Dental Amalgam, also known as Silver Filling material is a mixture of Mercury and Metal Alloy’s used to fill a hole in a tooth after decay has been removed by a dentist. Amalgam commonly consists of Mercury (50%), Silver (35%), Tin (13%), Copper (2%) and other trace metals like Zinc. Dental amalgams were first documented in a Tang Dynasty medical text written by Su Kung in 659 AD, and appeared in Germany around 1528. In the 1800s, amalgam became the dental restorative material of choice due to its low cost, ease of application, strength, and durability. Recently however, concern for appearance, environmental pollution, health, and the availability of improved, reliable, composite (white) filling materials have diminished its popularity. In particular, concerns about the toxicity of mercury have made its use increasingly controversial.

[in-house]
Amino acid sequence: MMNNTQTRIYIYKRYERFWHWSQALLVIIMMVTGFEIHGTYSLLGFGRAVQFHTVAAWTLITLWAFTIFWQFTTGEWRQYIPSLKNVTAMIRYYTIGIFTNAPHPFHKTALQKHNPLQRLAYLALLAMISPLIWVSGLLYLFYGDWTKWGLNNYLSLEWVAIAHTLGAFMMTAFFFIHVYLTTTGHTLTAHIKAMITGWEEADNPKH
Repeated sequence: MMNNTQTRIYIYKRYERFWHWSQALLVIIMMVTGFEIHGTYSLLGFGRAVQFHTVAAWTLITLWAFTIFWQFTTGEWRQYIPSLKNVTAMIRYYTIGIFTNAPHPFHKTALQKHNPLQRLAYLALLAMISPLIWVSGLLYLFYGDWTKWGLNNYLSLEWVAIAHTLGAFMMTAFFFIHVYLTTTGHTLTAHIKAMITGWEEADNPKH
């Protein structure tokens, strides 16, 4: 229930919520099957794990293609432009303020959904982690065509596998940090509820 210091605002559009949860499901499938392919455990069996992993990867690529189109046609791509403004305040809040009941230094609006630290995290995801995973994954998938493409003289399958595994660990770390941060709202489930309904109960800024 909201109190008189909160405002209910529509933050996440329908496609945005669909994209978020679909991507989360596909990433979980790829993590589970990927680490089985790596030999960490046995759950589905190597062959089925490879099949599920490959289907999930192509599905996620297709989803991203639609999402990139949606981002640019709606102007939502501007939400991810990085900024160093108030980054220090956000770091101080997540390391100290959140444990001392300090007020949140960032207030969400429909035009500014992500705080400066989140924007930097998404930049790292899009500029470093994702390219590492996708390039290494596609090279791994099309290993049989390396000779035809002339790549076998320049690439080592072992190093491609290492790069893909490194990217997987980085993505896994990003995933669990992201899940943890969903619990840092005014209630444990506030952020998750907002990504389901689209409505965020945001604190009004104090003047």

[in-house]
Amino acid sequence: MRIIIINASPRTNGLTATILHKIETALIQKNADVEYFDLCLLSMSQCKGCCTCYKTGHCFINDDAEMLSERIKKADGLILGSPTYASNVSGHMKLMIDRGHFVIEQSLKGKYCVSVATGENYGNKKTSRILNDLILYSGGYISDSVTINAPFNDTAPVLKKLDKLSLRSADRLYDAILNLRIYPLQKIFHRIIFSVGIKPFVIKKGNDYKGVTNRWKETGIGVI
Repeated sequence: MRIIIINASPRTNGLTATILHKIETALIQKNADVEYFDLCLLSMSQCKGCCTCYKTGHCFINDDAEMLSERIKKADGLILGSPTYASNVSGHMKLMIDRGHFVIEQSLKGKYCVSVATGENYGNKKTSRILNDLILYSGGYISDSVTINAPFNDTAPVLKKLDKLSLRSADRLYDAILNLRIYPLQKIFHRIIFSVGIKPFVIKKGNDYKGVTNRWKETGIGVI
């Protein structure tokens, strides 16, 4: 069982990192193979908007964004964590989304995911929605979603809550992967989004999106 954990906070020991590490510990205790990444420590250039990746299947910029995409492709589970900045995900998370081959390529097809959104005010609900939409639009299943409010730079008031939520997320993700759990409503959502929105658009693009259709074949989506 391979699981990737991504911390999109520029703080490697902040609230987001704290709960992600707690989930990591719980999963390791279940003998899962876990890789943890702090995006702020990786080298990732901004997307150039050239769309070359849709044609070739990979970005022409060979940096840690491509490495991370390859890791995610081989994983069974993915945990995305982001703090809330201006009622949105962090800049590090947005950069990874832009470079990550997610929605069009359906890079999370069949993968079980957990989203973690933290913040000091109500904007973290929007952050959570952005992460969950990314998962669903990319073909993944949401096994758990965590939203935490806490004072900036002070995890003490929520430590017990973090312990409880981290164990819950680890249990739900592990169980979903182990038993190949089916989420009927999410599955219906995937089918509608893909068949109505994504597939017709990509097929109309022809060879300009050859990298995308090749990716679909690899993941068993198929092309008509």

What is Mercury and why is it so toxic?
Mercury is a chemical element with symbol Hg and atomic number 80 (which is a pretty high number). It is commonly known as quicksilver. The reason that Mercury is so dangerous is that Mercury is the only metal that is liquid at standard temperature and pressure: in fact, there is no other metal that can remain liquid in a wider range of conditions. This is mostly due to the abnormal behavior of the electrons orbiting the atom and makes it one, of the only 5 elements, to be liquid in a normal state.
But the real dangerous property of mercury is its density. Mercury is 13.5 times denser than water. It’s liquid and gas forms are highly poisonous. When inhaled or ingested, Mercury can accumulate in the body, slowly degrading the membranes of important organs like the brain, nervous system, kidneys or liver. It can cause varying effects from eye irritation and vomiting to DNA and chromosomal damage. Mercury can be found naturally in the environment, present around the world as “Cinnabar”. Although it has always been released into the environment through normal weathering, the recent rise in its quantity on the globe has many people worried. Because it is not naturally found in food, there is a worry that we could be ingesting dangerous amounts of it simply as a result of the natural food chain,